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A Room of One's Own by Virginia Woolf

            Virginia Woolf is rightly considered the founder of modern feminist literary criticism. Prior to her landmark contributions to the field such as her works on A Room Of One's Own (1929), and Mrs. Dalloway (1925), these works projects her feminist manifesto of literary criticism. Jill (2002) claimed that "Virginia Woolf argued that women's experience, particularly in the women's movement, could be the basis for transformative social change". Virginia Woolf in her novel A Room Of One's Own is one of her effort to educate women to become more aware of their responsibilities and fight for their rights.
             The essay opens with Woolf's main conception that, 'a woman must have money and a room of her own if she is to write fiction'. Woolf in the essay highlighted that women are lacking in several aspect of opportunities to elevate themselves in public; first, they are lacking of financial freedom and second, the lack of 'space' for their own self. Woolf in this essay provoked that having money is essential for women because throughout of so many years, women are deprived in both material and intellectual. Women have no fortune and were mostly illiterate and only some were home-schooled during that time. In the essay, the narrator is considered herself as fortunate to have financial assistance from her aunt, cost $500 a year. She could survive on her own without being dependent on men or being a burden to somebody. Without financial freedom, Woolf implies that women will remain in second place to their male counterparts. The financial difference between men and women at the time of Woolf's writing is one of the effects that women were less successful gender in society. Thus by having money, women could be independent and the 'power' of having money will also open their horizon to great opportunities and possible chances to elevate in society. .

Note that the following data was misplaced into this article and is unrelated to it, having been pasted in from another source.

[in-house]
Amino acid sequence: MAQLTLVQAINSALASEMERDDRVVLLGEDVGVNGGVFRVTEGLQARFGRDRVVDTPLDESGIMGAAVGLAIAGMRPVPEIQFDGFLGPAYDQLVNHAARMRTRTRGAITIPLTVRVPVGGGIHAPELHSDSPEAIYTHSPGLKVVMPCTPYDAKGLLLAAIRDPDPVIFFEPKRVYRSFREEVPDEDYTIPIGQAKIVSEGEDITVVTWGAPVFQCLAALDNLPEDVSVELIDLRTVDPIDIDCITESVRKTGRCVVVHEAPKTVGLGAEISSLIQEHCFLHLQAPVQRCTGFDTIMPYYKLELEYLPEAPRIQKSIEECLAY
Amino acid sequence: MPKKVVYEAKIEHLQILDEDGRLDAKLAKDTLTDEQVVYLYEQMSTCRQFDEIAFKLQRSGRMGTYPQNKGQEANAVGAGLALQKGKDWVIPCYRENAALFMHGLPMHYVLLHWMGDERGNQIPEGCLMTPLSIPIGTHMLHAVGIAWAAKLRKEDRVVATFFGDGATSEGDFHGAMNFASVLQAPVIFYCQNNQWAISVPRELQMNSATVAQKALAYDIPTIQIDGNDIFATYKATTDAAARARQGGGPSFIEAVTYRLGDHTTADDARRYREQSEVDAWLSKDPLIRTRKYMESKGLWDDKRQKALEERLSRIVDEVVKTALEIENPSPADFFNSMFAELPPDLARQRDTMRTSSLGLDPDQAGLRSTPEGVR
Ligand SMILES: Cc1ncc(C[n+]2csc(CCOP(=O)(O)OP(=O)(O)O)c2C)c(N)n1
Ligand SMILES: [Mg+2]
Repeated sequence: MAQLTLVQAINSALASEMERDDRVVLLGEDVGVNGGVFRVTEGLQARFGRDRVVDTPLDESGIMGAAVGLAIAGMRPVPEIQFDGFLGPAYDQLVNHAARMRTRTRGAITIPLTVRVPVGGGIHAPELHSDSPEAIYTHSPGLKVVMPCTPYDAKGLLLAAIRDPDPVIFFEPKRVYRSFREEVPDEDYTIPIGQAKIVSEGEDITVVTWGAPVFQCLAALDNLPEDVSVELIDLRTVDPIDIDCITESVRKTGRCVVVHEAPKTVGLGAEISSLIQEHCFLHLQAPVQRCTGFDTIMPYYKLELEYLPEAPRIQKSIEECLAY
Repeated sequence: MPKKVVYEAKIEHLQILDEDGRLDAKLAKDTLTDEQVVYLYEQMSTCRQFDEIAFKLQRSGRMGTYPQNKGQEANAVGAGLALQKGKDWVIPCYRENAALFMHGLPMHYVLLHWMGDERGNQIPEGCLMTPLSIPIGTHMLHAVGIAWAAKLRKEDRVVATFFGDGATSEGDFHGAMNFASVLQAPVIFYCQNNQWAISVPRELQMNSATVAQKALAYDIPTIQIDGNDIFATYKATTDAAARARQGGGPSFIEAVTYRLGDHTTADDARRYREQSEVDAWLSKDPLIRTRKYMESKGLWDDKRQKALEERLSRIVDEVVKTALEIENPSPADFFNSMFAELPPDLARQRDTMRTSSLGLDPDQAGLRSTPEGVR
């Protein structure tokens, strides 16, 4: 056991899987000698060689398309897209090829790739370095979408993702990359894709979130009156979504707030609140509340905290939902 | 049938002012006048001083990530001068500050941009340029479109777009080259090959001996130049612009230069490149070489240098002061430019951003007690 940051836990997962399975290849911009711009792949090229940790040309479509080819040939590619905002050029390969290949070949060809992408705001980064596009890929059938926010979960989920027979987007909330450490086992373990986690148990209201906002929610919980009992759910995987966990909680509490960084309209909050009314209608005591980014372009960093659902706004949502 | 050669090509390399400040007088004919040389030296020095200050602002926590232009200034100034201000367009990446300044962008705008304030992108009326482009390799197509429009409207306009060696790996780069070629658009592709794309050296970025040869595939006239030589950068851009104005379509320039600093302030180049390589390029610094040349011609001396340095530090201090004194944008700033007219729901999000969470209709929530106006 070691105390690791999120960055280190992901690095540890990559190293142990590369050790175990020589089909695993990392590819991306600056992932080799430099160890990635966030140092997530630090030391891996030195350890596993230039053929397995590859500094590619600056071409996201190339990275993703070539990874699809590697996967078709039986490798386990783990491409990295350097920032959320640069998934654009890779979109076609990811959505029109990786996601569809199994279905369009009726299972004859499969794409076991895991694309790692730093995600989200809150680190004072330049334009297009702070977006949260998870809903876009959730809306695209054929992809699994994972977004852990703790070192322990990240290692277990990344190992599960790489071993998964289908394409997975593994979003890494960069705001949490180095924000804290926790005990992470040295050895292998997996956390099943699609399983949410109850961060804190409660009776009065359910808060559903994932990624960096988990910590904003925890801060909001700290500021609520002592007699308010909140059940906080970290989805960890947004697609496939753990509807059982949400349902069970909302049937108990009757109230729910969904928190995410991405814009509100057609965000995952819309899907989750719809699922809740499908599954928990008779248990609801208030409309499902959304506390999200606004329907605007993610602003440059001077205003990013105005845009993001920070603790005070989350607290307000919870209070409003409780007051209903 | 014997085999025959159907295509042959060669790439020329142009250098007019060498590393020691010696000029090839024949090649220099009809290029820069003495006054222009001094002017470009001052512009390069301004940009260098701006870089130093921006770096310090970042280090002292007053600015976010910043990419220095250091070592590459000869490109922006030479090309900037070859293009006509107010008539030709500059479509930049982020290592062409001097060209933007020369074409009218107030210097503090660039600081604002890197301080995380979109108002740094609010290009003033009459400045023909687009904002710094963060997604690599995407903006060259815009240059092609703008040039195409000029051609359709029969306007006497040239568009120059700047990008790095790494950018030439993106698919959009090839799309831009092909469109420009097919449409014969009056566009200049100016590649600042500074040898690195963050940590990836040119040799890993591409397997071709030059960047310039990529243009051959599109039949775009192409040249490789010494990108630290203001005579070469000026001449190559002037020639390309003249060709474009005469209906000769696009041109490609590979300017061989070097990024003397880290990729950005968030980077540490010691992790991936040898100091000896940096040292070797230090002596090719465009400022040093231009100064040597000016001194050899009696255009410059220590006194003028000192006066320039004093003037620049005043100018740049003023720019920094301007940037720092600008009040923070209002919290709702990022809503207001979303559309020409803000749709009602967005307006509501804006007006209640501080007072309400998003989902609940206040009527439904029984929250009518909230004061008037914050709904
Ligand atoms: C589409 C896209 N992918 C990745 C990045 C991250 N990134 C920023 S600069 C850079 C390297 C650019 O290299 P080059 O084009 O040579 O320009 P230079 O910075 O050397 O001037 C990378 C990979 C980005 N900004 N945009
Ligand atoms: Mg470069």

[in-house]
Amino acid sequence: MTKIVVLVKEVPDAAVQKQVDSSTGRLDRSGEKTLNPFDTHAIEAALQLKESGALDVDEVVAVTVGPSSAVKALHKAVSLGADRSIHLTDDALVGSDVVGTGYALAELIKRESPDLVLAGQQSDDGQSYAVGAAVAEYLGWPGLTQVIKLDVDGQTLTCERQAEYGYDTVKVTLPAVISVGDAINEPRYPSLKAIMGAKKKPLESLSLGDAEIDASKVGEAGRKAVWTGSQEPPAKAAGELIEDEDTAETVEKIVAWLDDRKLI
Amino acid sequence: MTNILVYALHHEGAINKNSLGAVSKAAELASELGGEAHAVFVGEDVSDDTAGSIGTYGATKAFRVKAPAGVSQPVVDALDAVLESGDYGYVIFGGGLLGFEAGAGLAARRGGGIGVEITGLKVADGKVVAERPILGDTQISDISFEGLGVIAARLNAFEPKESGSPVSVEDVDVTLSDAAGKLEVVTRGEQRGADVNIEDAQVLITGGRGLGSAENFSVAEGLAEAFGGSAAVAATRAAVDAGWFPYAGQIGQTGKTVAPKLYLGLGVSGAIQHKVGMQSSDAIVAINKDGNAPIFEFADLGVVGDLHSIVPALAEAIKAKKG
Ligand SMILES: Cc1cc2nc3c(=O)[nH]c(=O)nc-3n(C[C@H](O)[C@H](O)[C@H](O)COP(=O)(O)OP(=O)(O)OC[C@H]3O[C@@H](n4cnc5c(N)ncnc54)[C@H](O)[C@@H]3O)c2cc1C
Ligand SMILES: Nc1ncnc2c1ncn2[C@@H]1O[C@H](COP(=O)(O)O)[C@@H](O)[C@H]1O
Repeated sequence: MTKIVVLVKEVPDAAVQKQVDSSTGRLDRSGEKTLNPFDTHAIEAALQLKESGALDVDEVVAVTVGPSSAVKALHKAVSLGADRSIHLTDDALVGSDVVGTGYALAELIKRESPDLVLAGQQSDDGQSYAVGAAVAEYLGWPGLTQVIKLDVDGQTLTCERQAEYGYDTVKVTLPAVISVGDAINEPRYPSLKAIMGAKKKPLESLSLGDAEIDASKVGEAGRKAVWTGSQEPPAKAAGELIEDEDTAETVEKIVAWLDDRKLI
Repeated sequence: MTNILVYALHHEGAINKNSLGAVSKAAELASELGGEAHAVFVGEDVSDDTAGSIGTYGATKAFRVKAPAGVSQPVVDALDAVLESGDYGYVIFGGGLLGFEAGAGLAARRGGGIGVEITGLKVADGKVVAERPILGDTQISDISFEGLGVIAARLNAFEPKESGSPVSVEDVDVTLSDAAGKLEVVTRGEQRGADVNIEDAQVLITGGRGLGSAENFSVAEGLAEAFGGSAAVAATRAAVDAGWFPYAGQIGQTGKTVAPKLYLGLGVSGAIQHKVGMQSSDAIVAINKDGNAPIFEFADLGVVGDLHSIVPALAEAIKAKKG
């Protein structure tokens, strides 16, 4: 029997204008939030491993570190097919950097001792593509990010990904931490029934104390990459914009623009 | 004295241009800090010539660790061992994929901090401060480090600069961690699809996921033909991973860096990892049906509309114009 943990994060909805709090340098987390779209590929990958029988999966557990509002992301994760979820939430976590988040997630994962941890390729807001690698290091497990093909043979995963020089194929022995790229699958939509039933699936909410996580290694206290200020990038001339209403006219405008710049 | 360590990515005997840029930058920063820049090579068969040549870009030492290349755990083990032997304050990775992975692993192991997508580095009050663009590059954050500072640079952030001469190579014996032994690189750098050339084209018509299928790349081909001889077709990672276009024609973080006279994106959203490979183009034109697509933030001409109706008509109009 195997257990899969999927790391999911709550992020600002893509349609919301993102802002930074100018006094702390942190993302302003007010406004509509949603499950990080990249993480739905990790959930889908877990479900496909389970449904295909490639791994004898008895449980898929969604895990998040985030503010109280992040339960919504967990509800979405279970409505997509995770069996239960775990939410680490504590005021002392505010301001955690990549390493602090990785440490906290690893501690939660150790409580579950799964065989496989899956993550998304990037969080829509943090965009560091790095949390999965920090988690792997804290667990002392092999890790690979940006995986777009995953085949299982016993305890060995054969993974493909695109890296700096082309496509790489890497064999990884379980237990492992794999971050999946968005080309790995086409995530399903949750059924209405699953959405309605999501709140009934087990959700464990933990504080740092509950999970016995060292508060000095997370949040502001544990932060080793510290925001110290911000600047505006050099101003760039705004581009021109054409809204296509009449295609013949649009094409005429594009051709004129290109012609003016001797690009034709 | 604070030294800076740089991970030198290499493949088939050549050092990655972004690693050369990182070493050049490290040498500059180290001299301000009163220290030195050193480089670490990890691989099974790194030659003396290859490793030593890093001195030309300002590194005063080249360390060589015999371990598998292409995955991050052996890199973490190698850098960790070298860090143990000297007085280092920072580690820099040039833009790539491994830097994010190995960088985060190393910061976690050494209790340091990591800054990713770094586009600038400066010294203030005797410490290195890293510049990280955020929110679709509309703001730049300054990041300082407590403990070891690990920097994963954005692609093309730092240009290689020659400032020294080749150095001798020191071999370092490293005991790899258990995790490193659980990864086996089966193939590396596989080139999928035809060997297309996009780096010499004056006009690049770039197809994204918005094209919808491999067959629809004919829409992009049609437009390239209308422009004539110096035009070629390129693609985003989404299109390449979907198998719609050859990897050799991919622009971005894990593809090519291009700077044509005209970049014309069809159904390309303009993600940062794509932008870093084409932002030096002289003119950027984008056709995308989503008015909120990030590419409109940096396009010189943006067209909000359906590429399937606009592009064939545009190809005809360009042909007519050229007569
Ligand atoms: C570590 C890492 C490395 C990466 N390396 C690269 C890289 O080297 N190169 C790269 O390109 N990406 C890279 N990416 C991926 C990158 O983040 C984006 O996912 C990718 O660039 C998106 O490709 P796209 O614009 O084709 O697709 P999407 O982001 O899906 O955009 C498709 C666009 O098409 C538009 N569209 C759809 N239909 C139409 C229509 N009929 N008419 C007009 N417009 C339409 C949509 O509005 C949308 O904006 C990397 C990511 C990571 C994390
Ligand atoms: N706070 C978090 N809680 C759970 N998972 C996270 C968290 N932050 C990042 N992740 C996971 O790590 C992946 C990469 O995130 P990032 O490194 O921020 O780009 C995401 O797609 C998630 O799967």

'A room' in the essay is necessary item for every woman to have as it provides time and space to engage in continuous writing or learning time.

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